Inconsistency is among the most rampant problems in business today. And while I think a lot of us pay lip service to process, we’re not as good at applying it to our business practices.
This is how so many otherwise good plans go by the wayside. Countless organizations establish annual or quarterly goals, and many of those goals never approach fruition. Because if you want to meet a long-term goal, you need managers who can provide effective, regular attention to the end goal.
What I typically see happen when a team realizes it’s off track is that they’ll throw new, unrelated theories and practices at the problem that have no relation to the big picture goals. That's how you end up with things like crash sales, contradictory marketing campaigns, and drastic shifts in product pricing. Unfortunately, the end result is rarely more than an increase in meetings and unimportant reporting.
Believe me, I know; I’ve been guilty of this more than once.
Instead of acting, maybe the solution is to back-track and look at how things got off the mark. Were your management practices tied to the behaviors you needed to get where you were targeting? Did you fail to do the behaviors, or were you wrong about what they would accomplish? Perhaps you and your team never really changed what you were doing and instead just hoped it would work out better?
If you are doing the right things but it is not working out as quickly as you wanted, can you live with that? A good plan done in 14 months beats the wrong plan done in 12.
If you had the wrong goal from the outset, it’s time to readjust and aim for something more attainable. This time, try to make sure that your management is consistently working toward that new goal.
But whatever you do, don’t just settle for being on the wrong path but walking faster! Because inevitably, you’re going to start down a new, faster path, and then you’ll find a third path because the first two weren’t fast enough, and before you know it, you have no idea where you’re going. Make sure your primary plan is valuable and within reach, and you’ll find it much easier to stay consistent in your business.
As we all learn to adjust to living through a public health crisis, I see the question of remote work popping up more and more. How do you make sure people are still doing their jobs? How much monitoring is too much? And how do I keep morale up when we’re all distracted by the coronavirus?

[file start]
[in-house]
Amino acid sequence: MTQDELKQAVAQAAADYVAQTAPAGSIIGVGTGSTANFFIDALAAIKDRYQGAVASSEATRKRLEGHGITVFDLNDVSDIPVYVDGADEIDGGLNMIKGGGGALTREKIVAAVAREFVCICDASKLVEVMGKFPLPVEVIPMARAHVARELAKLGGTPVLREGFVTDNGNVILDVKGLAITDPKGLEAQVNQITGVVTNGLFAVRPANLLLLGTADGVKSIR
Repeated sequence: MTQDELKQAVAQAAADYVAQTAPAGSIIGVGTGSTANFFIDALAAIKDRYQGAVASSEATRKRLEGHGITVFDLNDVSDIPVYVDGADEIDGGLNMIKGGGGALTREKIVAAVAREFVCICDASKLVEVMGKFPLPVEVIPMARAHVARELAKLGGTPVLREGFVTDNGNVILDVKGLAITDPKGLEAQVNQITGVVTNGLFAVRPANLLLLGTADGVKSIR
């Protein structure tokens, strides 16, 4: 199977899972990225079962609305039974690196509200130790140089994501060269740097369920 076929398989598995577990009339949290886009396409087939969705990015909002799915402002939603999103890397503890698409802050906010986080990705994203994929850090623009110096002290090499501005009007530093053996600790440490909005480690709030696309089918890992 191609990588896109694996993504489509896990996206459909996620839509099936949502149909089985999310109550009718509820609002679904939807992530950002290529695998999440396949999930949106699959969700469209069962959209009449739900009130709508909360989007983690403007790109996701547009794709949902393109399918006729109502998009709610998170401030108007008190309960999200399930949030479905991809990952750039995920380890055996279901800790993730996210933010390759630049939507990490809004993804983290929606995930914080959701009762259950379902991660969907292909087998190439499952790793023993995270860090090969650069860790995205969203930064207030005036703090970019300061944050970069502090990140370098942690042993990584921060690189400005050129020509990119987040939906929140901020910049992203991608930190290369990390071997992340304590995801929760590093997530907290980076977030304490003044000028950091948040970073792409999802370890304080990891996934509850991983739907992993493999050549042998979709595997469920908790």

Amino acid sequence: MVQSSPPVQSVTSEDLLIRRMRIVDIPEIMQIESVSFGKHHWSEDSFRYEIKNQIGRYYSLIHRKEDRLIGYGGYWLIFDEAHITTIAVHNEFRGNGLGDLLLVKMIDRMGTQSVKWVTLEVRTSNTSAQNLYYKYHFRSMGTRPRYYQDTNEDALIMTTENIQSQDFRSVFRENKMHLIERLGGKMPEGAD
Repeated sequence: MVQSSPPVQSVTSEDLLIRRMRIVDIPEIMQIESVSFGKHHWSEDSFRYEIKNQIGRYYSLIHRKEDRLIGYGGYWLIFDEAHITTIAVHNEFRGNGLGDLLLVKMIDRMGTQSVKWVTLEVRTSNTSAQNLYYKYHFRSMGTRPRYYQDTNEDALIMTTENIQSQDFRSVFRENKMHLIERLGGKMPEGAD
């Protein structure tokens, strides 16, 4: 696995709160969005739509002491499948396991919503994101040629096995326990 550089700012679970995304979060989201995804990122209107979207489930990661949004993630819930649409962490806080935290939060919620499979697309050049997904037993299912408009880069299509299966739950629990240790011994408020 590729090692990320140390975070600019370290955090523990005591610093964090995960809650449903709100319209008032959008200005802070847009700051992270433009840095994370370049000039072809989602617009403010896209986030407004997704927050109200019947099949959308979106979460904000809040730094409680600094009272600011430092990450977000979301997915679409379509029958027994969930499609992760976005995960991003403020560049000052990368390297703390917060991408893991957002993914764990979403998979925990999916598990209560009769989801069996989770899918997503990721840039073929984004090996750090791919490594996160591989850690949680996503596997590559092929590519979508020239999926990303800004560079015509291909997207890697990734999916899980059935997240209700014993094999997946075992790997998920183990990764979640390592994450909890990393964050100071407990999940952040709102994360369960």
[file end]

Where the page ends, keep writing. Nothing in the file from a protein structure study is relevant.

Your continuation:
A lot of people treat these as new problems, but at their core, these are all hiring issues. Not sure how to make sure your employees are actually working? Well, if you hired people who are good at what they do and have proven themselves to be trustworthy, then this isn’t a major concern. I’m a firm believer in hiring the right people then getting out of their way, and I don’t see that working from home has changed much in that regard.
But how can you be sure that they’re actually working? I like to live by the adage: Trust, but verify. You should give your team the space to do their usual work, but as a leader, you also need to do your usual work of checking up on projects. However often you were checking work at the brick and mortar office is exactly how often you should check work done remotely. No more, no less.
I know that there’s a lot of concern that people will get distracted by daily life while working from home. And honestly, maybe that will happen. But we all know that office chit-chat happens too, and a large portion of the work we do in offices isn’t essential to the important stuff. So maybe your employees might load the dishwasher or chat with a family member for a few minutes while “on the clock.”
Small interruptions won’t derail your work, but micromanaging can drain your team of morale very quickly. My advice? Keep to business as usual, let your team enjoy working from home, and you’ll find that their spirits and productivity are staying up even as we all navigate life with COVID-19.